Erected breastworks on Ash Island
Discharged December 1814
Applied for Pension1
About the time of the Reign of Terror in France, a Dumaw family, Christian names unknown, became Protestants or as they were then known Hugenots [Huguenot] and left their country emigrating to Canada.
Two of them became ministers of the Methodist Church a third brother became Keeper of a gate on the border between Canada and the United States. It is generally supposed that the toll gate was on the road via Lacolle Quebec and Rouses Point New York.
He had a son Joseph Dumaw born 7 Sept 1795 in the toll gate on the Canadian side of the line.
This Joseph Dumaw a French Canadian although only a boy served in the War of 1812. His duty was carrying water for the soldiers. He received a pension of $20.00 a year the last five years of his life. The pension was available several years before he knew anything about it.
During all those years he kept his discharge paper. On one occasion his dog got hold of the paper and Mrs. Dumaw was fortunate in getting it away from him before it was destroyed.
The old Dumaw burying ground is located on the farm that belonged to Mr. Dumaw, at Odelltown Quebec and was visited by the writer 6 July 1930.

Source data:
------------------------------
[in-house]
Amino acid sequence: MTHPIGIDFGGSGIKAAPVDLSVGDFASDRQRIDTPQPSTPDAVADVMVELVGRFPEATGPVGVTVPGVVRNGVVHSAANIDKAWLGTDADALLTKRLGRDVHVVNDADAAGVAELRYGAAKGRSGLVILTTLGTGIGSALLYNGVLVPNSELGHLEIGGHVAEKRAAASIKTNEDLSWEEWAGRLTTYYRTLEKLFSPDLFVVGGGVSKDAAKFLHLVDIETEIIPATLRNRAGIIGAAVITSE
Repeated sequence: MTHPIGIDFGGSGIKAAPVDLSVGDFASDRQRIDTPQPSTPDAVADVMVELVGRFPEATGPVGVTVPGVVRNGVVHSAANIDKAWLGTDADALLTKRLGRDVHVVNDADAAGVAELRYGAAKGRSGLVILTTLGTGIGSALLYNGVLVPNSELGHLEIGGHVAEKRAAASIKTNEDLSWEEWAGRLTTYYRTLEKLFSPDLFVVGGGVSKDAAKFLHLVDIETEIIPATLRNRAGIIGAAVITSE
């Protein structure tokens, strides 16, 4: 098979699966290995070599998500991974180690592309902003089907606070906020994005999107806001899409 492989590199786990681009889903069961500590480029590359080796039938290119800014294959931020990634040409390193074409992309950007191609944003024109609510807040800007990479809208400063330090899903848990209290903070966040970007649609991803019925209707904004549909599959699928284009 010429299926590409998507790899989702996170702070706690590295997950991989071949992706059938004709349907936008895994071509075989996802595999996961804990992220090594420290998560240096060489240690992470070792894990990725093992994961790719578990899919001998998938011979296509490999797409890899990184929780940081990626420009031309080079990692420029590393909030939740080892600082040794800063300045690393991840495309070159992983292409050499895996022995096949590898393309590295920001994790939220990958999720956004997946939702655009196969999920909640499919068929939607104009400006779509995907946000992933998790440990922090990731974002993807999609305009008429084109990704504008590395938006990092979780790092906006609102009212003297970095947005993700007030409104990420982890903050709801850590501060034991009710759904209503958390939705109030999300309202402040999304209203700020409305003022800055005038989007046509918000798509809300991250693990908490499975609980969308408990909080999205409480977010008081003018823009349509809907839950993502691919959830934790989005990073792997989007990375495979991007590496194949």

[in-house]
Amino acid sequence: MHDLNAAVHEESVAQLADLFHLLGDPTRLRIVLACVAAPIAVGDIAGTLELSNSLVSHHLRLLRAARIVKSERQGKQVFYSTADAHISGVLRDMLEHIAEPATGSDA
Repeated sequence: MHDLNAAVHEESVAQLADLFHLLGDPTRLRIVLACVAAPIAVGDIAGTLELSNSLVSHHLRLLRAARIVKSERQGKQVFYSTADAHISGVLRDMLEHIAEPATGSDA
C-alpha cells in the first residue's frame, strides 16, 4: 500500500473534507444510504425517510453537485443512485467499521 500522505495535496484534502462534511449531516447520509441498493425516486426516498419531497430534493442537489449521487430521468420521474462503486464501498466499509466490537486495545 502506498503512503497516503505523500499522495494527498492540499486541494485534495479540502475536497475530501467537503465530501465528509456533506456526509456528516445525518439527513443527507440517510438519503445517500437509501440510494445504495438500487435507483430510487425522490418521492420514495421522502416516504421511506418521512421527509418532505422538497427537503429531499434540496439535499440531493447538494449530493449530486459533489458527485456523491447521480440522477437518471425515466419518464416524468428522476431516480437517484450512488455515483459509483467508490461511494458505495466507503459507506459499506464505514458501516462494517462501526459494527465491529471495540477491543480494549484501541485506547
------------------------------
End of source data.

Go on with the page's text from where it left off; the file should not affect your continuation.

Early in the year 1834 Mr. Dumaw with his wife and family of seven children moved by sleigh from Odelltown, PQ to Westminster Township, ON and settled on Lot 4 Conc 5 about ten miles from where the City of London Ontario now stands. Five weeks time was required to make the journey to the unbroken forest where the new home was established for the family. Two children were later born in Westminster.
Mr. Dumaw was a faithful member of the Methodist Church and took an active part in the leadership of church activities. He commanded the respect of all who knew him.2
Owen Manning’s research highlights the problems with “oral or hearsay” research. I am not sure about the dog story but the reference to being a water carrier seems to be some humour directed at Mr. Dumaw. The building of breastworks on Ash Island may have been a simple labour task for a young man of seventeen to nineteen. It certainly lacked the glory and excitement of battle and long relocations associated with other militia units. However, in early North America, Ash Island was a very strategic location on Lake Champlain — this was the traditional invasion route for since Indian times. Erecting the breastwork was both defensive necessity and an enabler for offensive actions. This may explain why Mr. Dumaw was not drafted into nearby skirmishes and battles at Lacolle (1812 & 1814), Odelltown (1813 & 1814), or even Chateauguay (1813).
1 London Free Press, October 13, 1975, Page 4, Column 4
2 Handwritten genealogy and family history (c 1930) by Owen Campbell Manning, (1880-1962).
Commanding Officer: Captain Daniel McCallum
Veteran SummaryJoesph Dumaw
Private, 4th Montreal Battalion
Place of Birth
Odelltown, QC, CAN
Place of Death
Westminster Township, ON, CAN
Died on: 14 MAR 1880
Location of Grave
Derwent Cemetery, 5th Conc
Middlesex County (near Belmont, ON), ON, CAN
Latitude: 42.910588N Longitude: -81.098135